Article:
Backstory: Covering clouds and climate change


LONDON (Reuters) – One day Reuters photographer Phil Noble was hunched behind the goal line in the northern English city of Manchester, thousands of soccer fans braying behind his back.

People take part in a ‘Cloud Sketching’ workshop during the Cloud Appreciation Society’s gathering in Lundy, Britain, May 20, 2019. Picture taken May 20, 2019. REUTERS/Phil Noble

The next he was 200 miles (320km) away across land and sea, trying to spot a cloud in the skies above the isle of Lundy – home to 27 humans and, at the last count, 375 puffins. (

He had traveled there to meet reporter Mari Saito, who usually spends her time among the skyscrapers of Tokyo.

They were both there, on a speck of land just half a mile across in southwest England’s Bristol Channel, to cover a gathering of cloud enthusiasts for a story on climate change … and clouds.

“We wanted humanise a topic – climate change – that can sometimes feel too large to grapple with, and our aim was to take our time and pull together a piece of more literary journalism,” said Saito.

The article recorded members of the Britain-based Cloud Appreciation Society singing the praises of the meditative and aesthetic benefits of watching clouds – while around the other side of the world, scientists presented data suggesting climate change could one day clear the skies.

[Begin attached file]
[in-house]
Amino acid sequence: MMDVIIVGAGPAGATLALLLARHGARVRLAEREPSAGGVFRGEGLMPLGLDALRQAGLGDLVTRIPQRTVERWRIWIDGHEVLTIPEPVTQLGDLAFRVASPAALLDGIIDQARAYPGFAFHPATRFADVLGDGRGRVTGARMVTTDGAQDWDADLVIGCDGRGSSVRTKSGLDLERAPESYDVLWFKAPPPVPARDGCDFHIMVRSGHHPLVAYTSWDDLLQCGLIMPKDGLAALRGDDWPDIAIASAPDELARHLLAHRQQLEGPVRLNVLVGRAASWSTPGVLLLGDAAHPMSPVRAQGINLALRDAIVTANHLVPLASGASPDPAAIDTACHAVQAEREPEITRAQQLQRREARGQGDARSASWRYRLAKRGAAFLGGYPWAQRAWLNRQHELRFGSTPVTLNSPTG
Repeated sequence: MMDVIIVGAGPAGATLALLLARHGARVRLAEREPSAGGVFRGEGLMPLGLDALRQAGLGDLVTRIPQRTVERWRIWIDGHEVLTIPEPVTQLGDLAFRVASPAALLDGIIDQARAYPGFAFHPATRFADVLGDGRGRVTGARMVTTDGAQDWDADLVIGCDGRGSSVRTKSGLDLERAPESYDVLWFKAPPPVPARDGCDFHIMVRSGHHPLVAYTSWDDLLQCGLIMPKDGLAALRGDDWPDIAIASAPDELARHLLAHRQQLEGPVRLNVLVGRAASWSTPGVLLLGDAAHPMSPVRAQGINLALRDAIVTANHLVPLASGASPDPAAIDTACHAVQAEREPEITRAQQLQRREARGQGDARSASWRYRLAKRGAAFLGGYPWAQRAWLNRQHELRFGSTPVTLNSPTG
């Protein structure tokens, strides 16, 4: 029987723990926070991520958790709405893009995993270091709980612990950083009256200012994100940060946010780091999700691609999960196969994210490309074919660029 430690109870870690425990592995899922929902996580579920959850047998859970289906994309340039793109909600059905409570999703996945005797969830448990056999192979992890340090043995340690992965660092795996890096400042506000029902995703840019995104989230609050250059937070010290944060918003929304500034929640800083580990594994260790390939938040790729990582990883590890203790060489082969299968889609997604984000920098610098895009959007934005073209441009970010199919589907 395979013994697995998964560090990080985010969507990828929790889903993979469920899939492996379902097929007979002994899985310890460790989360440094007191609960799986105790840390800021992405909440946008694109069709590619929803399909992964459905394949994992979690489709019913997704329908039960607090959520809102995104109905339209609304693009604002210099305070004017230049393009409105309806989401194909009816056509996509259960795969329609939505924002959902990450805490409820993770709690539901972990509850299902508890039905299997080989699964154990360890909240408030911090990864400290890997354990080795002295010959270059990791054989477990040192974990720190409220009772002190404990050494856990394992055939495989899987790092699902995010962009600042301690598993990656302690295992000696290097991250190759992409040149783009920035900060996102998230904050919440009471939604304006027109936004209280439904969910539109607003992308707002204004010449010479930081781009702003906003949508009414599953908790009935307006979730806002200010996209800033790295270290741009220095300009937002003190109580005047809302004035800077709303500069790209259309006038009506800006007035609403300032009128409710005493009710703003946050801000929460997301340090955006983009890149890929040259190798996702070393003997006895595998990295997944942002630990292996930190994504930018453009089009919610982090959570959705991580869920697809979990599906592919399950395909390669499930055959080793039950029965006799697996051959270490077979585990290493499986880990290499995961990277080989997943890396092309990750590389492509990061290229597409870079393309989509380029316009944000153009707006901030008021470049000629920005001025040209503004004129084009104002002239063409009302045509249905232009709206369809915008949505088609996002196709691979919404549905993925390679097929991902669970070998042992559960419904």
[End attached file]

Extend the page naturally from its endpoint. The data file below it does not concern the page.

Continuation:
The Reuters team’s first job was to set up a base – a challenge in a place with a generator that shuts off at midnight and very little cell coverage – and put up their tents next to a field of sheep and wild ponies.

“The only way I could reach my editor was to climb to the southern end of the island and stand on top of a pile of old rocks next to a castle built centuries ago,” said Saito.

The next task was to try to find some decent clouds to photograph and film.

“As I arrived on the ferry, the cloud was one big bank of grey,” said Noble.

Things improved slightly soon afterwards, and he had to move surprisingly quickly to capture wisps of cirrus and banks of stratocumulus in stills and videos and time-lapse animations, before they started drifting away on day two.

After a long weekend of interviews and trekking, the pair were able to relax.

“At the end of the day, we couldn’t go wrong on an island like that, a rugged paradise. There are worse places to be ship-wrecked” said Noble. “On my last day,” said Saito, “I walked around the island alone and rested on a cliff overlooking the sea and the sky.”

Editing by Andrew Heavens


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